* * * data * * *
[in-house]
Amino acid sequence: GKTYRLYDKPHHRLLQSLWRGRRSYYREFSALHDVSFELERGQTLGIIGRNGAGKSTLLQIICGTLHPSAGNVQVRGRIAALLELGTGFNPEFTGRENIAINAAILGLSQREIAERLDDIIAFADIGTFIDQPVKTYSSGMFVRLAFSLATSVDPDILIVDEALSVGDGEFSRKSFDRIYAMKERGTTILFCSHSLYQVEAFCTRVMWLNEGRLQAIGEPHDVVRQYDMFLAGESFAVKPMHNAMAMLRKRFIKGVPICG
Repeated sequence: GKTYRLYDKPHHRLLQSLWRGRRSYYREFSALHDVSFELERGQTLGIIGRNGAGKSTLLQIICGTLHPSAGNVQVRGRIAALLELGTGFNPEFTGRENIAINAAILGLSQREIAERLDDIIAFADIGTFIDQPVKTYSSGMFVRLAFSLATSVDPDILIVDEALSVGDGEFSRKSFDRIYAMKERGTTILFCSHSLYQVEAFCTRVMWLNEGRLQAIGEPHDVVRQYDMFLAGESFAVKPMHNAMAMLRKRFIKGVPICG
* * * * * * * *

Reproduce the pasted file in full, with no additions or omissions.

[in-house]
Amino acid sequence: GKTYRLYDKPHHRLLQSLWRGRRSYYREFSALHDVSFELERGQTLGIIGRNGAGKSTLLQIICGTLHPSAGNVQVRGRIAALLELGTGFNPEFTGRENIAINAAILGLSQREIAERLDDIIAFADIGTFIDQPVKTYSSGMFVRLAFSLATSVDPDILIVDEALSVGDGEFSRKSFDRIYAMKERGTTILFCSHSLYQVEAFCTRVMWLNEGRLQAIGEPHDVVRQYDMFLAGESFAVKPMHNAMAMLRKRFIKGVPICG
Repeated sequence: GKTYRLYDKPHHRLLQSLWRGRRSYYREFSALHDVSFELERGQTLGIIGRNGAGKSTLLQIICGTLHPSAGNVQVRGRIAALLELGTGFNPEFTGRENIAINAAILGLSQREIAERLDDIIAFADIGTFIDQPVKTYSSGMFVRLAFSLATSVDPDILIVDEALSVGDGEFSRKSFDRIYAMKERGTTILFCSHSLYQVEAFCTRVMWLNEGRLQAIGEPHDVVRQYDMFLAGESFAVKPMHNAMAMLRKRFIKGVPICG